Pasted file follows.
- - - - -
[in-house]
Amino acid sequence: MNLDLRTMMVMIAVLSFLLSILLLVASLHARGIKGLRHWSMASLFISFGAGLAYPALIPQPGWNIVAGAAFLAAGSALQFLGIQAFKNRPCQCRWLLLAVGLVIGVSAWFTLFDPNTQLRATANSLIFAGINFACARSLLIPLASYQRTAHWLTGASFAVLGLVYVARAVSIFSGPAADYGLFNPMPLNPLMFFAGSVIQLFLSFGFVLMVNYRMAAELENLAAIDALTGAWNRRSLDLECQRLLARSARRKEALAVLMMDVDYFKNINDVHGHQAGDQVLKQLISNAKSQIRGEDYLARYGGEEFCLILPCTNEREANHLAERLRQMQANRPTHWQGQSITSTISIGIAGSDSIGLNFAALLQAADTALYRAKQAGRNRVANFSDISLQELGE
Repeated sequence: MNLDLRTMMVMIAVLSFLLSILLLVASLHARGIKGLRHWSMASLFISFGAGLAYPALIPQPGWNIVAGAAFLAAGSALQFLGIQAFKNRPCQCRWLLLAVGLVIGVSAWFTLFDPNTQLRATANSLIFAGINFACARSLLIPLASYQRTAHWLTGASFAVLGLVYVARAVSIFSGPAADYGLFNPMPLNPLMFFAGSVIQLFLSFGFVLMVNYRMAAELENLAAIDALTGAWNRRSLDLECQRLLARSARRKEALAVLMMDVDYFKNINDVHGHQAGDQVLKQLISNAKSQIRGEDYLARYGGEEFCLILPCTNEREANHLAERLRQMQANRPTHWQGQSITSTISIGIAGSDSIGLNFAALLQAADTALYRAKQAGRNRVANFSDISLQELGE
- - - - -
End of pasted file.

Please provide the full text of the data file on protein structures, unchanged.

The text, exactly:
[in-house]
Amino acid sequence: MNLDLRTMMVMIAVLSFLLSILLLVASLHARGIKGLRHWSMASLFISFGAGLAYPALIPQPGWNIVAGAAFLAAGSALQFLGIQAFKNRPCQCRWLLLAVGLVIGVSAWFTLFDPNTQLRATANSLIFAGINFACARSLLIPLASYQRTAHWLTGASFAVLGLVYVARAVSIFSGPAADYGLFNPMPLNPLMFFAGSVIQLFLSFGFVLMVNYRMAAELENLAAIDALTGAWNRRSLDLECQRLLARSARRKEALAVLMMDVDYFKNINDVHGHQAGDQVLKQLISNAKSQIRGEDYLARYGGEEFCLILPCTNEREANHLAERLRQMQANRPTHWQGQSITSTISIGIAGSDSIGLNFAALLQAADTALYRAKQAGRNRVANFSDISLQELGE
Repeated sequence: MNLDLRTMMVMIAVLSFLLSILLLVASLHARGIKGLRHWSMASLFISFGAGLAYPALIPQPGWNIVAGAAFLAAGSALQFLGIQAFKNRPCQCRWLLLAVGLVIGVSAWFTLFDPNTQLRATANSLIFAGINFACARSLLIPLASYQRTAHWLTGASFAVLGLVYVARAVSIFSGPAADYGLFNPMPLNPLMFFAGSVIQLFLSFGFVLMVNYRMAAELENLAAIDALTGAWNRRSLDLECQRLLARSARRKEALAVLMMDVDYFKNINDVHGHQAGDQVLKQLISNAKSQIRGEDYLARYGGEEFCLILPCTNEREANHLAERLRQMQANRPTHWQGQSITSTISIGIAGSDSIGLNFAALLQAADTALYRAKQAGRNRVANFSDISLQELGE